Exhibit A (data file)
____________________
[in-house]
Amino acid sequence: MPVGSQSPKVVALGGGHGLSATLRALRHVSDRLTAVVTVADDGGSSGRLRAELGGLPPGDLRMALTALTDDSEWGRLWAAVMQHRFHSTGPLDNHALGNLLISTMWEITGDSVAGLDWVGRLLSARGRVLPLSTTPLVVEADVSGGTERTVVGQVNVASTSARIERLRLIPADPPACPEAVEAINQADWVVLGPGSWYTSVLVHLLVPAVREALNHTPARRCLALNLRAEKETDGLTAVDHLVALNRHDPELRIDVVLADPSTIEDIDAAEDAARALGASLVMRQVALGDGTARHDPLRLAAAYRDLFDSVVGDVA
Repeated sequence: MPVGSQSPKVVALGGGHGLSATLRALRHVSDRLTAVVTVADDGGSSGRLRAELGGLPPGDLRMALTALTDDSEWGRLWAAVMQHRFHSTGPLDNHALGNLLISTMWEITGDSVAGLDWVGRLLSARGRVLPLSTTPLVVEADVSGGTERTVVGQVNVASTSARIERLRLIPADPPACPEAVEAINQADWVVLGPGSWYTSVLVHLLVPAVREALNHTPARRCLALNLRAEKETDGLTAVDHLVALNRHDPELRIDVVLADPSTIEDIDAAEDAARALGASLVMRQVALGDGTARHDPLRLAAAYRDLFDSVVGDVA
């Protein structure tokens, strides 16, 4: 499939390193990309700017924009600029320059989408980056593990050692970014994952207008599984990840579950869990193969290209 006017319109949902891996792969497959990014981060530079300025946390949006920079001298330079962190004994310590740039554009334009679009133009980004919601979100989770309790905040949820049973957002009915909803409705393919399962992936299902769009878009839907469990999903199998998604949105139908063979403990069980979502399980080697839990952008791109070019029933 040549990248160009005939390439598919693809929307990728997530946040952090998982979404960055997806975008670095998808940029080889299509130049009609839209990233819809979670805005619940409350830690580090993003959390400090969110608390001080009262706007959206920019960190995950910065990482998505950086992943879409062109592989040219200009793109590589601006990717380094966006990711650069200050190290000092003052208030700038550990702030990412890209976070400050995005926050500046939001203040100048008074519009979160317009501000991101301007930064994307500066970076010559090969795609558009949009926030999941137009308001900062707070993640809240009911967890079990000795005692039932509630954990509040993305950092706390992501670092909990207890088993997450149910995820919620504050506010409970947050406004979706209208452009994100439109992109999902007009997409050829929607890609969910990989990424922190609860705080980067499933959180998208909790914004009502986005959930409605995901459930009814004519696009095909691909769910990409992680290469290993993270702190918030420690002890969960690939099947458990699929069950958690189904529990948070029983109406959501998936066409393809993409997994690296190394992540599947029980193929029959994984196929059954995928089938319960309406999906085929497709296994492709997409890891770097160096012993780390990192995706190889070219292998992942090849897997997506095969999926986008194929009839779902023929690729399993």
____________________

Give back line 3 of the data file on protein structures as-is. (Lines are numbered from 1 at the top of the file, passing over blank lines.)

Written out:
Repeated sequence: MPVGSQSPKVVALGGGHGLSATLRALRHVSDRLTAVVTVADDGGSSGRLRAELGGLPPGDLRMALTALTDDSEWGRLWAAVMQHRFHSTGPLDNHALGNLLISTMWEITGDSVAGLDWVGRLLSARGRVLPLSTTPLVVEADVSGGTERTVVGQVNVASTSARIERLRLIPADPPACPEAVEAINQADWVVLGPGSWYTSVLVHLLVPAVREALNHTPARRCLALNLRAEKETDGLTAVDHLVALNRHDPELRIDVVLADPSTIEDIDAAEDAARALGASLVMRQVALGDGTARHDPLRLAAAYRDLFDSVVGDVA